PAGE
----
Micro Flowmeter DEA Engineering Company

fluid meter for low flow rates
Nutating Micro Flowmeter

Phone:(951) 552-0102 | Fax:(951) 763-1263 | E-mail: dealigio@deaengineering.com


Contact Us

Our Customers


FMTD Series Specifications

Principle Of Operation


Mechanical Installation & Operating Considerations

Electronic Installation & Operating Considerations

Display Meters

Installation and Maintenance Instructions




DEA Positive Displacement Microflowmeters are generally limited to direct measurement usage in relatively clean, low viscosity liquid applications. If the fluid to be metered is other than this, an alternative, inferential method utilizing a barrier is recommended. The barrier is in the form of a fluid driven positive displacement pump.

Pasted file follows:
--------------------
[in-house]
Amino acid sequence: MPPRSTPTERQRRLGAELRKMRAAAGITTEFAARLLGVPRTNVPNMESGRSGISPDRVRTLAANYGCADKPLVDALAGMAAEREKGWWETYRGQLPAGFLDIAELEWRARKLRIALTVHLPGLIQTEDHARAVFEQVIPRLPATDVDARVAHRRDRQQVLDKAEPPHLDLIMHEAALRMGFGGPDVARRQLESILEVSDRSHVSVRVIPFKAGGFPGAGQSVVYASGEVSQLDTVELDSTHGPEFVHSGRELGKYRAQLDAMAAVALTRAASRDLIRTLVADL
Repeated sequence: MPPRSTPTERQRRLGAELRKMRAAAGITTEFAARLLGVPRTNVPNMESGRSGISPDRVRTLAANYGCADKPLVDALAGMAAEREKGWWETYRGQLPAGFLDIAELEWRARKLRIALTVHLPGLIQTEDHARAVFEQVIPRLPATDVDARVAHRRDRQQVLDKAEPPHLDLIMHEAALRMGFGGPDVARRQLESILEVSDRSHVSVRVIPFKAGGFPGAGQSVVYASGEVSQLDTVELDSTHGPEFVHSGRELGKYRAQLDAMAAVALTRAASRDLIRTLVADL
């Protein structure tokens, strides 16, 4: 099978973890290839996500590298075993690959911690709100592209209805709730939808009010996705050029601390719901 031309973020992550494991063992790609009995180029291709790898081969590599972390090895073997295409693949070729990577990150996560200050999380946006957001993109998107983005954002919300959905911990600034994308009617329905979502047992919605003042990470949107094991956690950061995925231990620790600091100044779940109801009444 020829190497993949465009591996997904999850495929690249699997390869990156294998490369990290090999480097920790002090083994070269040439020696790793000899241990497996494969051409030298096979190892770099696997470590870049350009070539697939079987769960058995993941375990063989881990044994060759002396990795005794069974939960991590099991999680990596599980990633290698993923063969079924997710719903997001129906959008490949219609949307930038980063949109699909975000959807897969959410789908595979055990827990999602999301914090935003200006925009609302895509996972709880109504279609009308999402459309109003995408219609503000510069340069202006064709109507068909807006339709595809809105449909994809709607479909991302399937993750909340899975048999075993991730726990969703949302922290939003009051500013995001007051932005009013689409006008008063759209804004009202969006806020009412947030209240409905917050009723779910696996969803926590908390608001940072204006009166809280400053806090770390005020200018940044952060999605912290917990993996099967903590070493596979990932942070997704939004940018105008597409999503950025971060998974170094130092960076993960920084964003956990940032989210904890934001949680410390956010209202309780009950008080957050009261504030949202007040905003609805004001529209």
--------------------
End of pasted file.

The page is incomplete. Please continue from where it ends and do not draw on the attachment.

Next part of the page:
Shown below are two diaphragm pumps. They are selected for purposes of simplicity and, generally, economics. Piston pumps would work as well. These pumps are normally driven by compressed air. In the alternative recommended, herein, hydraulic pressure replaces the compressed air as the motive force in the primary pump. A secondary pump is employed to provide this hydraulic pressure.

The primary pump displaces the high viscosity, unclean liquid or slurry to meet system requirements. The secondary pump displaces a clean, low viscosity liquid, such as, isopropyl alcohol. A DEA Microflowmeter is installed between the secondary and primary pumps to measure the flow of the benign liquid. Every displaced unit volume from the secondary pump will displace an equal amount in the primary pump. Including any reasonable discrepancies due to fluid compressibilities, elastomeric moduli, hysteresis, etc., the accuracy of such an approach should be well within ± 3 %. Repeatability should be substantially better than that.

Flow control can be effected by down stream process system throttling, pressure control to the secondary pump or through a closed loop feedback control system controlling the flow through the Microflowmeter.

Flowmetering of High Viscosity Fluids
Flowmetering of High Viscosity Fluids